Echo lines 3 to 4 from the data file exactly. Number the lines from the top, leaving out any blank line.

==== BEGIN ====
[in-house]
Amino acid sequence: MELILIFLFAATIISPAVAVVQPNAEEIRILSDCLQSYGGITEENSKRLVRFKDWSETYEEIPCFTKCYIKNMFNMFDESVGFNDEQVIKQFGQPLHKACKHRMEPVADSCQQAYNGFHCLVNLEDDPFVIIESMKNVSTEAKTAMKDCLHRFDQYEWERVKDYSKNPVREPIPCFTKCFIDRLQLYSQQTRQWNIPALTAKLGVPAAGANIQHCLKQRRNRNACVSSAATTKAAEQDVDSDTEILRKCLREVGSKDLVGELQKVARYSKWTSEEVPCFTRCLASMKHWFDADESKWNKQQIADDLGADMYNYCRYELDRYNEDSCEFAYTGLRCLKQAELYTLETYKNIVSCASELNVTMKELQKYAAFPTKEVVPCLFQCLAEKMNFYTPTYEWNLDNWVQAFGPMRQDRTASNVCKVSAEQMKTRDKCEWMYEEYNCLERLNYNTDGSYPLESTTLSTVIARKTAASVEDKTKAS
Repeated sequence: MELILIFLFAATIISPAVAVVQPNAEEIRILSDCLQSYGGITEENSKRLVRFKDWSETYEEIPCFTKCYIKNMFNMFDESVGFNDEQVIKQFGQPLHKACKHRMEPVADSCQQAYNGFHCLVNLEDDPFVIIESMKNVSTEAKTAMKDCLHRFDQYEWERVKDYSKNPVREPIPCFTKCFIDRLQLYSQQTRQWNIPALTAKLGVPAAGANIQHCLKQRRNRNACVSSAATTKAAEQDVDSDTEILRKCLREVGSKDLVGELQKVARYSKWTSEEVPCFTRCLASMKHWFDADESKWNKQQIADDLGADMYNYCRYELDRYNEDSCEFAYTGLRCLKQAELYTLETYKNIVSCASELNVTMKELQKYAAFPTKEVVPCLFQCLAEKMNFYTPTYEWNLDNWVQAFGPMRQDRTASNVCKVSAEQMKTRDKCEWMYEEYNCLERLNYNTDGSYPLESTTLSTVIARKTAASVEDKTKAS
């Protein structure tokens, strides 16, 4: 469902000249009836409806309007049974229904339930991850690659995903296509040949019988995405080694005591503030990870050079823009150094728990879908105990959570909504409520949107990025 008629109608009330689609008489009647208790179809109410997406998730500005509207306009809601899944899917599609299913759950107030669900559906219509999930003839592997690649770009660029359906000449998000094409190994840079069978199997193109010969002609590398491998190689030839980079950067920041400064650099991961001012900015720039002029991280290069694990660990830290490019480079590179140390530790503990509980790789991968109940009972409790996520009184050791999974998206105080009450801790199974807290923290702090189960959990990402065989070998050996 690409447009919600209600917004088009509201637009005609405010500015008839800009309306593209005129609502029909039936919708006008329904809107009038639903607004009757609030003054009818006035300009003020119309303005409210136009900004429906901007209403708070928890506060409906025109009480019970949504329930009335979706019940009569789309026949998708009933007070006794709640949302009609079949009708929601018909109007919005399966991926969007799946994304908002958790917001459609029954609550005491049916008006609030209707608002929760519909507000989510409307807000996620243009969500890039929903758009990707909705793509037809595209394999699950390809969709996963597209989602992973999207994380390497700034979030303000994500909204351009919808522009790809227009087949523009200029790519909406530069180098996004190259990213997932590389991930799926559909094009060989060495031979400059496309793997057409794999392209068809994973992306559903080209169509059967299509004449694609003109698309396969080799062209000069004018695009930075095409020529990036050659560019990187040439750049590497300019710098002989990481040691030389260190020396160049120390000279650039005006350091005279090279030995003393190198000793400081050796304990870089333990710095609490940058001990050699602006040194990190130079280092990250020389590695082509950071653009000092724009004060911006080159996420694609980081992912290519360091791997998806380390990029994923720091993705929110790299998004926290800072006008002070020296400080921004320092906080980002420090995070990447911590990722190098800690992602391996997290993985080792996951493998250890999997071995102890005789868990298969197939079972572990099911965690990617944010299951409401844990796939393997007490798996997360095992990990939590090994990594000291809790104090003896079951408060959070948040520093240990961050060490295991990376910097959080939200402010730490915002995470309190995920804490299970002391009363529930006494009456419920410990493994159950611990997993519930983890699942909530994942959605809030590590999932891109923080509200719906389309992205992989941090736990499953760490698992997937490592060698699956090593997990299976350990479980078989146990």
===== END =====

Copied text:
Repeated sequence: MELILIFLFAATIISPAVAVVQPNAEEIRILSDCLQSYGGITEENSKRLVRFKDWSETYEEIPCFTKCYIKNMFNMFDESVGFNDEQVIKQFGQPLHKACKHRMEPVADSCQQAYNGFHCLVNLEDDPFVIIESMKNVSTEAKTAMKDCLHRFDQYEWERVKDYSKNPVREPIPCFTKCFIDRLQLYSQQTRQWNIPALTAKLGVPAAGANIQHCLKQRRNRNACVSSAATTKAAEQDVDSDTEILRKCLREVGSKDLVGELQKVARYSKWTSEEVPCFTRCLASMKHWFDADESKWNKQQIADDLGADMYNYCRYELDRYNEDSCEFAYTGLRCLKQAELYTLETYKNIVSCASELNVTMKELQKYAAFPTKEVVPCLFQCLAEKMNFYTPTYEWNLDNWVQAFGPMRQDRTASNVCKVSAEQMKTRDKCEWMYEEYNCLERLNYNTDGSYPLESTTLSTVIARKTAASVEDKTKAS
């Protein structure tokens, strides 16, 4: 469902000249009836409806309007049974229904339930991850690659995903296509040949019988995405080694005591503030990870050079823009150094728990879908105990959570909504409520949107990025 008629109608009330689609008489009647208790179809109410997406998730500005509207306009809601899944899917599609299913759950107030669900559906219509999930003839592997690649770009660029359906000449998000094409190994840079069978199997193109010969002609590398491998190689030839980079950067920041400064650099991961001012900015720039002029991280290069694990660990830290490019480079590179140390530790503990509980790789991968109940009972409790996520009184050791999974998206105080009450801790199974807290923290702090189960959990990402065989070998050996 690409447009919600209600917004088009509201637009005609405010500015008839800009309306593209005129609502029909039936919708006008329904809107009038639903607004009757609030003054009818006035300009003020119309303005409210136009900004429906901007209403708070928890506060409906025109009480019970949504329930009335979706019940009569789309026949998708009933007070006794709640949302009609079949009708929601018909109007919005399966991926969007799946994304908002958790917001459609029954609550005491049916008006609030209707608002929760519909507000989510409307807000996620243009969500890039929903758009990707909705793509037809595209394999699950390809969709996963597209989602992973999207994380390497700034979030303000994500909204351009919808522009790809227009087949523009200029790519909406530069180098996004190259990213997932590389991930799926559909094009060989060495031979400059496309793997057409794999392209068809994973992306559903080209169509059967299509004449694609003109698309396969080799062209000069004018695009930075095409020529990036050659560019990187040439750049590497300019710098002989990481040691030389260190020396160049120390000279650039005006350091005279090279030995003393190198000793400081050796304990870089333990710095609490940058001990050699602006040194990190130079280092990250020389590695082509950071653009000092724009004060911006080159996420694609980081992912290519360091791997998806380390990029994923720091993705929110790299998004926290800072006008002070020296400080921004320092906080980002420090995070990447911590990722190098800690992602391996997290993985080792996951493998250890999997071995102890005789868990298969197939079972572990099911965690990617944010299951409401844990796939393997007490798996997360095992990990939590090994990594000291809790104090003896079951408060959070948040520093240990961050060490295991990376910097959080939200402010730490915002995470309190995920804490299970002391009363529930006494009456419920410990493994159950611990997993519930983890699942909530994942959605809030590590999932891109923080509200719906389309992205992989941090736990499953760490698992997937490592060698699956090593997990299976350990479980078989146990």